Last week AMD finally launched their long-awaited AMD FX high-end desktop CPU series based on the Bulldozer microarchitecture. If you have read our take on the FX-8150, you will probably have noticed that it’s performance albeit solid did generally underwhelm people in the industry. But the launch triggered some other reactions as well, such as being sold out on major U.S. etailers and something not quite expected – pricing changes on the Intel side.

Usually following a product launch of the competition you’d generally lower your prices to prevent your sales from being disrupted. What Intel did was exactly the opposite. With the new competition being weaker than originally expected, there is no need for Intel to slash prices further. What could be observed in Europe after AMD’s launch is that prices went up by a considerable amount for the Core i7-2600(k), i5-2500(k) and i5-2400 models. The table below comes from Geizhals.at, which is one of largest, if not the largest price comparison engine in the EU region and one of the largest price engines in the world.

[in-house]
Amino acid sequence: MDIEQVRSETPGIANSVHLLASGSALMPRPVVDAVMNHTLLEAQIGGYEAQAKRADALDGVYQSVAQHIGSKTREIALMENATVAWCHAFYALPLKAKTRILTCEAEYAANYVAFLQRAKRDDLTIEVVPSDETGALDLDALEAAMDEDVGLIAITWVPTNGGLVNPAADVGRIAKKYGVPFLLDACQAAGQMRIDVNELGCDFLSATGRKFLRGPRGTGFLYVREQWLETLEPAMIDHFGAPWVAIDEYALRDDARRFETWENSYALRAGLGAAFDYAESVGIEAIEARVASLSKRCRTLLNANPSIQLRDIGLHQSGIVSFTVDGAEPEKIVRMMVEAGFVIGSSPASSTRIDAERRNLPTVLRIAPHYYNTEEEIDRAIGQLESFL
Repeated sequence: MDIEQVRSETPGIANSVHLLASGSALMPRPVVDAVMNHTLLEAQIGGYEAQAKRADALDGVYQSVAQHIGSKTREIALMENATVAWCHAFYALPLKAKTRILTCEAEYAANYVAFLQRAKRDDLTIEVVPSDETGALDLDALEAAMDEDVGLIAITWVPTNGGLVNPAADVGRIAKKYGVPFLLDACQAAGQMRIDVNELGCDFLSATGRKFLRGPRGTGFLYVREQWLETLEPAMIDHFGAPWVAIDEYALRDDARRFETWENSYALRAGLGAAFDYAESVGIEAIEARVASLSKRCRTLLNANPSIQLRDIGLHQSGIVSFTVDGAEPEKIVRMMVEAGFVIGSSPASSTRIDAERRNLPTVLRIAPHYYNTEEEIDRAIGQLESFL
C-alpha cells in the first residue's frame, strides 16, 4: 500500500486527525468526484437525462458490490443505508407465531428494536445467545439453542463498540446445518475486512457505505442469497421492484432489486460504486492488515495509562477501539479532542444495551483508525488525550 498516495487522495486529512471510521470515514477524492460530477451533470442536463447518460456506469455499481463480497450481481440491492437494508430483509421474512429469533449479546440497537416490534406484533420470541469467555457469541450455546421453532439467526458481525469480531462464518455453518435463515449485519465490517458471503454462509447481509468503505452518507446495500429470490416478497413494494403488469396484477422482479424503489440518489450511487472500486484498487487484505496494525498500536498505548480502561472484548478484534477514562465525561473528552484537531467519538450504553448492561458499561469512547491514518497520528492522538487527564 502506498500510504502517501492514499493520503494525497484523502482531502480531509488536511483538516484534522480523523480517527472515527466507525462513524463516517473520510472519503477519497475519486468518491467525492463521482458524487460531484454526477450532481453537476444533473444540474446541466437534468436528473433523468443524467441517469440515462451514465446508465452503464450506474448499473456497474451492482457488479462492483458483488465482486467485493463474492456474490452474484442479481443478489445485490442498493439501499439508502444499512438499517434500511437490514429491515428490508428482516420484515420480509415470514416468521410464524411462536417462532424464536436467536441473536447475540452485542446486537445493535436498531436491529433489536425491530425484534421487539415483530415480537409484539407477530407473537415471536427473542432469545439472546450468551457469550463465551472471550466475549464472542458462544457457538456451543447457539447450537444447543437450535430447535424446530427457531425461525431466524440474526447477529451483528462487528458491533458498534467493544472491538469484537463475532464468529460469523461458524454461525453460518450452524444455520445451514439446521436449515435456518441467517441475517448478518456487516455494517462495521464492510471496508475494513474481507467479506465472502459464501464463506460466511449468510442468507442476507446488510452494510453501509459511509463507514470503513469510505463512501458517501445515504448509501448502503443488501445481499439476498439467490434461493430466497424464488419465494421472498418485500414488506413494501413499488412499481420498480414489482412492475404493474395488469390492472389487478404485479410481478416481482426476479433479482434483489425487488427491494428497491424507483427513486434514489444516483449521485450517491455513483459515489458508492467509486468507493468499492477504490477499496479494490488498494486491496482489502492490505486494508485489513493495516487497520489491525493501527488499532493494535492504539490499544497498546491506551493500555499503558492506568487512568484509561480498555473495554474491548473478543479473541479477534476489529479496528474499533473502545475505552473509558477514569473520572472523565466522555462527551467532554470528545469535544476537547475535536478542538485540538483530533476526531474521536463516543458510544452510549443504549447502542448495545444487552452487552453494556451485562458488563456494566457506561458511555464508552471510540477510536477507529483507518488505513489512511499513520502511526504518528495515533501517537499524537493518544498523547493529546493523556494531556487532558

Core i7-2600K price trend for the past three months. Credit: Geizhals.at

As you can see in our example of the Core i7-2600K CPU, the price rose from ?237.62 to ?258.29, which is almost a 9% increase in price. This change cannot be explained due to USD vs. EUR fluctuations. Given the development of EUR vs. USD, the price should have rather decreased by a few percent. Similar changes could be observed in the prices of i5-2500K, i5-2400 and other models.

At the launch of Sandy Bridge Intel introduced the whole lineup of CPUs at a rather competitive price point. Given the competitive situation, Intel already had a healthy advantage in CPU performance over AMD at this point and the aggressive prices wouldn’t have been necessary. We actually assume that Intel bought into AMDs marketing tactics of concealing the performance of Bulldozer and expected it to be a much stronger competitor than it turned out to be.

With the aggressive Sandy Bridge pricing they wanted to capture sales and saturate the market, so people wouldn’t want to upgrade once Bulldozer hits. With this prospect being a moot point, there is no need to keep up the attractive price point anymore. Of course this is speculation on our part. We asked Intel for comment but didn’t get a reply in time.